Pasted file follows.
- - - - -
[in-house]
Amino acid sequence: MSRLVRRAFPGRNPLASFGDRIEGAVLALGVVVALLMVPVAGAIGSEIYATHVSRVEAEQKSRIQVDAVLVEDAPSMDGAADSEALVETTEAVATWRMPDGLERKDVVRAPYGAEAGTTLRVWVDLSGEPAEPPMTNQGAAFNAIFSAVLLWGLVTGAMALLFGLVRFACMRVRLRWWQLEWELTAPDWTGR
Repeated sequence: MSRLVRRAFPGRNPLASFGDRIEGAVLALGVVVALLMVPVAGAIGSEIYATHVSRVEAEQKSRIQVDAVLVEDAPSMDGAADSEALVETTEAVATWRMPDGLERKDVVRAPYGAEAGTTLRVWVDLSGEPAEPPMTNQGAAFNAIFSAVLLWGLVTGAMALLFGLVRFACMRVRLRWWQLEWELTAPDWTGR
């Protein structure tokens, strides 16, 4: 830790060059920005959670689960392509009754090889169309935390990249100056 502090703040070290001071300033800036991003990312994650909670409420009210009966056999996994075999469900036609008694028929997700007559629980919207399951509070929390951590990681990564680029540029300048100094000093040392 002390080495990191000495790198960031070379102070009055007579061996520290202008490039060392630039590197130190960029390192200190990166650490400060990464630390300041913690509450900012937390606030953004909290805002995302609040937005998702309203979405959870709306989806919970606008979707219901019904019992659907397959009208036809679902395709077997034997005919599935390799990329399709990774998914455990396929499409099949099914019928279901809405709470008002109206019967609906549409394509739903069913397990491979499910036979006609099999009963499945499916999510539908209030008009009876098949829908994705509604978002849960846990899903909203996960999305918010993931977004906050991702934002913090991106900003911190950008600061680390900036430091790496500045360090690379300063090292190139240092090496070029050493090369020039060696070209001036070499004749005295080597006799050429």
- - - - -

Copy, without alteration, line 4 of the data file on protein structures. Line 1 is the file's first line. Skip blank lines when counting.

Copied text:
């Protein structure tokens, strides 16, 4: 830790060059920005959670689960392509009754090889169309935390990249100056 502090703040070290001071300033800036991003990312994650909670409420009210009966056999996994075999469900036609008694028929997700007559629980919207399951509070929390951590990681990564680029540029300048100094000093040392 002390080495990191000495790198960031070379102070009055007579061996520290202008490039060392630039590197130190960029390192200190990166650490400060990464630390300041913690509450900012937390606030953004909290805002995302609040937005998702309203979405959870709306989806919970606008979707219901019904019992659907397959009208036809679902395709077997034997005919599935390799990329399709990774998914455990396929499409099949099914019928279901809405709470008002109206019967609906549409394509739903069913397990491979499910036979006609099999009963499945499916999510539908209030008009009876098949829908994705509604978002849960846990899903909203996960999305918010993931977004906050991702934002913090991106900003911190950008600061680390900036430091790496500045360090690379300063090292190139240092090496070029050493090369020039060696070209001036070499004749005295080597006799050429």